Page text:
In the Interest of A.B., Jr., a Child.
The Office of the Attorney General of Texas appeals the trial court's final order of modification in a suit affecting the parent-child relationship. In three issues, the OAG claims the trial court erred in ordering the OAG to send child support payments to a private company because the trial court lacked jurisdiction to so order the OAG under the Texas Constitution or the Texas Government Code and the order violates federal law by requiring child support payments be sent to an entity that is not an obligee. We sustain the OAG's second issue and remand this case for further proceedings.
In September 2006, the Department of Family and Protective Services filed a motion to modify and petition for termination. Following a hearing, the trial judge signed a final order of modification appointing A.B.'s aunt managing conservator of A.B., appointing A.B.'s parents possessory conservators, and ordering A.B.'s father to pay child support. In the order, the trial judge struck through the section entitled “PAYMENT OF SUPPO[R]T AND COSTS ” and wrote “See Exhibit ‘Z’ ” which is attached to the final order. Exhibit “Z” orders A.B.'s father to pay $155 in monthly child support and specifically provides:
Payor is to make payments payable to the Guardian Ad Litem and remit said payment to the:
TEXAS CHILD SUPPORT DISBURSEMENT UNIT
P.O. BOX 659791
SAN ANTONIO, TEXAS 78265-9791
Whom thereafter is ORDERED to remit all child support payments to the:
GUARDIAN AD LITEM/FRIEND OF THE COURT
OR HIS DULY QUALIFIED SUCCESSOR
P.O. BOX 551269
DALLAS, TEXAS 75355-1269
The Texas Child Support Distribution Unit is a branch of the OAG. Guardian Ad Litem (GAL) is a private company that collects, disburses, and enforces child-support payments for its clients in exchange for a fee. This appeal ensued.
In its second issue, the OAG claims the trial court had no jurisdiction to issue a mandatory injunction or mandamus against the OAG under the Texas Government Code. The OAG argues that, because the trial court lacked jurisdiction, this Court should declare those portions of the final order mandating SDU to send child support payments to GAL void. We agree.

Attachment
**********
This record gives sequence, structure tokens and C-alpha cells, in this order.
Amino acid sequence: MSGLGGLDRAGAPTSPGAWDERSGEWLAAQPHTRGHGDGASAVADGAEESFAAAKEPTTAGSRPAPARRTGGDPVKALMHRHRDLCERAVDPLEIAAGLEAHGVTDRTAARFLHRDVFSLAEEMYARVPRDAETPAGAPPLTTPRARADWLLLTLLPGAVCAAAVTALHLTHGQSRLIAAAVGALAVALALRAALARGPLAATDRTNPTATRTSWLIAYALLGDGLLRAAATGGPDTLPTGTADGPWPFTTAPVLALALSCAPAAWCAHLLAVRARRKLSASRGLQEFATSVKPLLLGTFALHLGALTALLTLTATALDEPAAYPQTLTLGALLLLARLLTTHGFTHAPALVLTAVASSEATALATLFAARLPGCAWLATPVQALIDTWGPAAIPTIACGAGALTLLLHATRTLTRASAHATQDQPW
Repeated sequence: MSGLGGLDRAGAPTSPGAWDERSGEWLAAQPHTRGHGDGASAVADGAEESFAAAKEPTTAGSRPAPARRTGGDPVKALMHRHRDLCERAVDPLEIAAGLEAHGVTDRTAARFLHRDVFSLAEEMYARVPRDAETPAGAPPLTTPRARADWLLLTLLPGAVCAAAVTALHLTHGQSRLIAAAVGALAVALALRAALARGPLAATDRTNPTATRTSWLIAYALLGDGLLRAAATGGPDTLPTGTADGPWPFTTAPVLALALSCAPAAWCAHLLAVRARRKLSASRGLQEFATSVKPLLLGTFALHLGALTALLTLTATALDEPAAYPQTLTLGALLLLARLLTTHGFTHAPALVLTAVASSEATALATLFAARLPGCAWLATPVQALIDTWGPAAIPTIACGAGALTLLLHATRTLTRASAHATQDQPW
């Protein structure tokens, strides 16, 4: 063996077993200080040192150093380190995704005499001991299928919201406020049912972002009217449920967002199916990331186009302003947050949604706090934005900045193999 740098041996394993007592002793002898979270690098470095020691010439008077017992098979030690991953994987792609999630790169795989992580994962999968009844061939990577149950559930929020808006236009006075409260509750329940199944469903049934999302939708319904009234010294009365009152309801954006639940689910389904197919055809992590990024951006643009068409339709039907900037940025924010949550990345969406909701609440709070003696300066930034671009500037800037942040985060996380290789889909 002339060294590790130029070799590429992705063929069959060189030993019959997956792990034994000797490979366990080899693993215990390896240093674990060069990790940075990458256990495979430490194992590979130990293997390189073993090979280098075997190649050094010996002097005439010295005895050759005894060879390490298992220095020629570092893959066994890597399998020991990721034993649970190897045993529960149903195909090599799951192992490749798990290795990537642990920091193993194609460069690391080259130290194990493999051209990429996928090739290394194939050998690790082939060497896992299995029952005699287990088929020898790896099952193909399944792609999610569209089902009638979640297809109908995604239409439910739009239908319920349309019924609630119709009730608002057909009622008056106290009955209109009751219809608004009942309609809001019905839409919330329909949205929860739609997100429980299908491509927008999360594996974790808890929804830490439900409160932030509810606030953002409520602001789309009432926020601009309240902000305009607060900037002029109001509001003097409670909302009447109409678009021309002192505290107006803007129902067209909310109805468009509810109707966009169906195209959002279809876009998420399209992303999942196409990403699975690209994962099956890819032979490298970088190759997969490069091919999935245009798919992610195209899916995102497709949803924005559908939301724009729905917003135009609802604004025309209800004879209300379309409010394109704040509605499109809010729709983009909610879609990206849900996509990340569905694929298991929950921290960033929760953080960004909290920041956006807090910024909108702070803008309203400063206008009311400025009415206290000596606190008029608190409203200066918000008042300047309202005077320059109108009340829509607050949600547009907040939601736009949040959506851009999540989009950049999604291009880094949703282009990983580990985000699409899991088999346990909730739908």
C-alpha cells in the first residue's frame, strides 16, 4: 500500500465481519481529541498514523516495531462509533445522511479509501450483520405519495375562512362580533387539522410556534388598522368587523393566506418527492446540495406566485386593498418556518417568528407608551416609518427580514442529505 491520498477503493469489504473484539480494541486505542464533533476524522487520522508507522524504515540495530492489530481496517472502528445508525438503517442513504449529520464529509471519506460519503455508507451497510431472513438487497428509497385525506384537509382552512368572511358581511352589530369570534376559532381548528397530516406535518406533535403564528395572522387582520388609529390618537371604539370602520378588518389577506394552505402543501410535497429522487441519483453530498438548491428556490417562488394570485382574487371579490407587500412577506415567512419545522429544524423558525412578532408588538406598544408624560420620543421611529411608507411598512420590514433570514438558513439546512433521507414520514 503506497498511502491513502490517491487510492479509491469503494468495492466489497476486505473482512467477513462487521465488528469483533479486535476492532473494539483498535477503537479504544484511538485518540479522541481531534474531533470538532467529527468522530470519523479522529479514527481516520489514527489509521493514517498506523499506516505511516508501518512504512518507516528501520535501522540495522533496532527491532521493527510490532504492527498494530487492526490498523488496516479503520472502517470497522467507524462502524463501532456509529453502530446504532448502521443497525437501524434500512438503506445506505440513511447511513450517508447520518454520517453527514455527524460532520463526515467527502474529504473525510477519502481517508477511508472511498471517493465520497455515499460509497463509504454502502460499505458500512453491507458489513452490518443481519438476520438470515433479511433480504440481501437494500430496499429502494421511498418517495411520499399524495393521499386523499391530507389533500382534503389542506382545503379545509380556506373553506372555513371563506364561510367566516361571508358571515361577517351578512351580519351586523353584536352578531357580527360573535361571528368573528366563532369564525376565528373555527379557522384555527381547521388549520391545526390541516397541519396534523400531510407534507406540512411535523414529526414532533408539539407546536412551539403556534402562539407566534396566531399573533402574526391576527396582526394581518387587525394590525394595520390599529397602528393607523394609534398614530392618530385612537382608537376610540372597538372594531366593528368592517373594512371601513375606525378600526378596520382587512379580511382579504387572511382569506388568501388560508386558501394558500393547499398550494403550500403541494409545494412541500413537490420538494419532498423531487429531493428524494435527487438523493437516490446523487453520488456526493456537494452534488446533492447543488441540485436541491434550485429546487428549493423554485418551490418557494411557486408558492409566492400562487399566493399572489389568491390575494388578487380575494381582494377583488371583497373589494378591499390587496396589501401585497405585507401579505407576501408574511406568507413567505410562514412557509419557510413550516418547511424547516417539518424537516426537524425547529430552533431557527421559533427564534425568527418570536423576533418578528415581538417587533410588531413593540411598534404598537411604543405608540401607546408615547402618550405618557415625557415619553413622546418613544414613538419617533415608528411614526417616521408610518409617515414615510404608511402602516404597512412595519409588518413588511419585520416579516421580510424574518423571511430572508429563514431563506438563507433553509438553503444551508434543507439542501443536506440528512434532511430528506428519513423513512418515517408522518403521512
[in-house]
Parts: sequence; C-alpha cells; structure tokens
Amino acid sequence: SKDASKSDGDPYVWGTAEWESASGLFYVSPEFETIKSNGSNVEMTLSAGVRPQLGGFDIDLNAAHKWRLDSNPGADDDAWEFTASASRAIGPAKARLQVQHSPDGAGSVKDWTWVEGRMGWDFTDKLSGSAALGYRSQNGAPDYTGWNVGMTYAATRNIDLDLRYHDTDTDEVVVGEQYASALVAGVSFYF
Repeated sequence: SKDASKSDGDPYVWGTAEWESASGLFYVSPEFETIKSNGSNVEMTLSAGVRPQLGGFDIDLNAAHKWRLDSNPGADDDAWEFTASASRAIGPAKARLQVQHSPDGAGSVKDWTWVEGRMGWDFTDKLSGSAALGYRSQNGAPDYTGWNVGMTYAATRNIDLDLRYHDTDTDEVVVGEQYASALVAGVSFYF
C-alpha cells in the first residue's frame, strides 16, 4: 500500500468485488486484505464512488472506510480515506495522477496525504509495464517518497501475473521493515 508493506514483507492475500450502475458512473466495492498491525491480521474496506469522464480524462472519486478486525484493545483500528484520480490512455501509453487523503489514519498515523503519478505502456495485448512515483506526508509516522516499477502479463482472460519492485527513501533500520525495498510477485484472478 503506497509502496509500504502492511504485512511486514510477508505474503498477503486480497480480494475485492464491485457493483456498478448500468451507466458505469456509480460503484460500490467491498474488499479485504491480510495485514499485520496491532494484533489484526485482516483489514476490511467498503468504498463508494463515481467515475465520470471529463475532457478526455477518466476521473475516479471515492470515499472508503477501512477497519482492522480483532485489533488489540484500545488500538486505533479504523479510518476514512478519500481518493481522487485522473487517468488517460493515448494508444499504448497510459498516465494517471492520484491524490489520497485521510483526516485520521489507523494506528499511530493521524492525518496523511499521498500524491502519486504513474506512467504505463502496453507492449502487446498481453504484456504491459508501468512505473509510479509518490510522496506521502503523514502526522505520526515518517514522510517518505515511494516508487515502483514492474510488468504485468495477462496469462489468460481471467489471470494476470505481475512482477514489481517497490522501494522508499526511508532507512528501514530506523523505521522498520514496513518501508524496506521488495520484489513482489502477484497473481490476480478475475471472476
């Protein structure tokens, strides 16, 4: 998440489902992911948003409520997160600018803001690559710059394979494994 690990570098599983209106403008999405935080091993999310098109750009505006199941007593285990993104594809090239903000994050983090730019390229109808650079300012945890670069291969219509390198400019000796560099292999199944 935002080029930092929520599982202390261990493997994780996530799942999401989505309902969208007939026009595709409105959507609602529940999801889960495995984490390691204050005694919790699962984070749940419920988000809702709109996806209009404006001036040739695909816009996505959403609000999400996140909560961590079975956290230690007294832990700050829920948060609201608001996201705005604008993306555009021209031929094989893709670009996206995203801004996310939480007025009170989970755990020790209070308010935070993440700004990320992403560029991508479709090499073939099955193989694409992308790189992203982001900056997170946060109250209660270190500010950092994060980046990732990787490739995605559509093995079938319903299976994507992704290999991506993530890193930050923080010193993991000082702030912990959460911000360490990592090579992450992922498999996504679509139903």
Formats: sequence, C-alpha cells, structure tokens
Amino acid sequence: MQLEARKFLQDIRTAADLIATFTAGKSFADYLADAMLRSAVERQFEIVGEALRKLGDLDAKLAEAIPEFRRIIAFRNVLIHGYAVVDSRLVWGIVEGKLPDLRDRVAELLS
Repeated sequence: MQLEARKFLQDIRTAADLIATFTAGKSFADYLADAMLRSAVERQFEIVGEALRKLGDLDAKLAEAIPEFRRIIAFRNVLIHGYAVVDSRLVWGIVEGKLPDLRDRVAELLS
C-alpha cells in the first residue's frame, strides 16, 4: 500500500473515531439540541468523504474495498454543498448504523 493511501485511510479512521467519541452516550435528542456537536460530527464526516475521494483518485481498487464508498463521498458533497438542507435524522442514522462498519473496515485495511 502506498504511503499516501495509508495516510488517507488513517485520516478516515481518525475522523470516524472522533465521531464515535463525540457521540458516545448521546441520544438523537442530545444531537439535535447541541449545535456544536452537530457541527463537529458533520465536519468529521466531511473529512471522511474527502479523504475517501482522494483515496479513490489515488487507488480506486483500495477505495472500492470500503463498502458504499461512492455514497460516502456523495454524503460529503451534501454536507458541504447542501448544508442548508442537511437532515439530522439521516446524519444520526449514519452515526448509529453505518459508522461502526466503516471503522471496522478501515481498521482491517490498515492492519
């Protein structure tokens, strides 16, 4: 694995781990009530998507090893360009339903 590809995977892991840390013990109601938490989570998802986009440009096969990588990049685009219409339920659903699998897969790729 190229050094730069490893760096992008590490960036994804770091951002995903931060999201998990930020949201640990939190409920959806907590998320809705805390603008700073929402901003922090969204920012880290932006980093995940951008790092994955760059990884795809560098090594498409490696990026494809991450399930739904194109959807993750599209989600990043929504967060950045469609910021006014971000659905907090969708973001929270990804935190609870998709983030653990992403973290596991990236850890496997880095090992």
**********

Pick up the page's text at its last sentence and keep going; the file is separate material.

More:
Section 22.002(c) of the Texas Government Code provides:
Only the supreme court has the authority to issue a writ of mandamus or injunction, or any other mandatory or compulsory writ or process, against any of the officers of the executive departments of the government of this state to order or compel the performance of a judicial, ministerial, or discretionary act or duty that, by state law, the officer or officers are authorized to perform.
Tex. Gov't Code Ann. § 22.002(c) (Vernon 2004). The OAG is an officer of the executive department of this state, Tex. Const. art. IV, § 1, and is authorized to enforce, collect, and distribute child support. Tex. Fam.Code Ann. §§ 102.007, 231.101, 231.104 (Vernon 2002 & Supp.2008); In re A.M., 192 S.W.3d 570, 575 (Tex.2006) (Attorney General, as Title IV-D agency, “is fully authorized to sue for unpaid child support and defend against any claim that might affect that collection”); In re M.E.G., 48 S.W.3d 204, 208 (Tex.App.-Corpus Christi 2000, no pet.) (Texas Family Code explicitly authorizes Attorney General to collect and distribute child support payments). Thus, the supreme court alone has the authority to “issue a writ of mandamus or injunction, or any other mandatory or compulsory writ or process” or otherwise compel the OAG to perform a judicial, ministerial, or discretionary act or duty. Tex. Gov't Code Ann. § 22.002(c). See also A & T Consultants, Inc. v. Sharp, 904 S.W.2d 668, 672 (Tex.1995).
In this case, the trial court ordered the OAG to remit all child support payments received from A.B.'s father to GAL. The trial court's action constitutes issuing “a writ of mandamus or injunction, or any other mandatory or compulsory writ or process” against or compelling “the performance of a judicial, ministerial, or discretionary act or duty” by an officer of the executive department of this state. Because the trial court did not have jurisdiction under section 22.002(c) to compel the OAG to act, those portions of the final order and Exhibit Z ordering the OAG to remit all child support payments to the GAL are void. See Ex parte Goad, 690 S.W.2d 894, 896 (Tex.1985) (void order is one that is beyond power of court to enter). We sustain the OAG's second issue. In light of our disposition of this issue, we need not address the remaining two issues. Tex.R.App. P. 47.1.
We vacate those portions of the trial court's June 20, 2007 final order of modification in a suit affecting the parent-child relationship and Exhibit Z attached to it, and any order withholding from earnings for child support, that purport to compel the Texas Child Support Distribution Unit of the OAG to remit child support payments to GAL. We remand this cause for further proceedings consistent with this Court's opinion.
Opinion by Justice FRANCIS.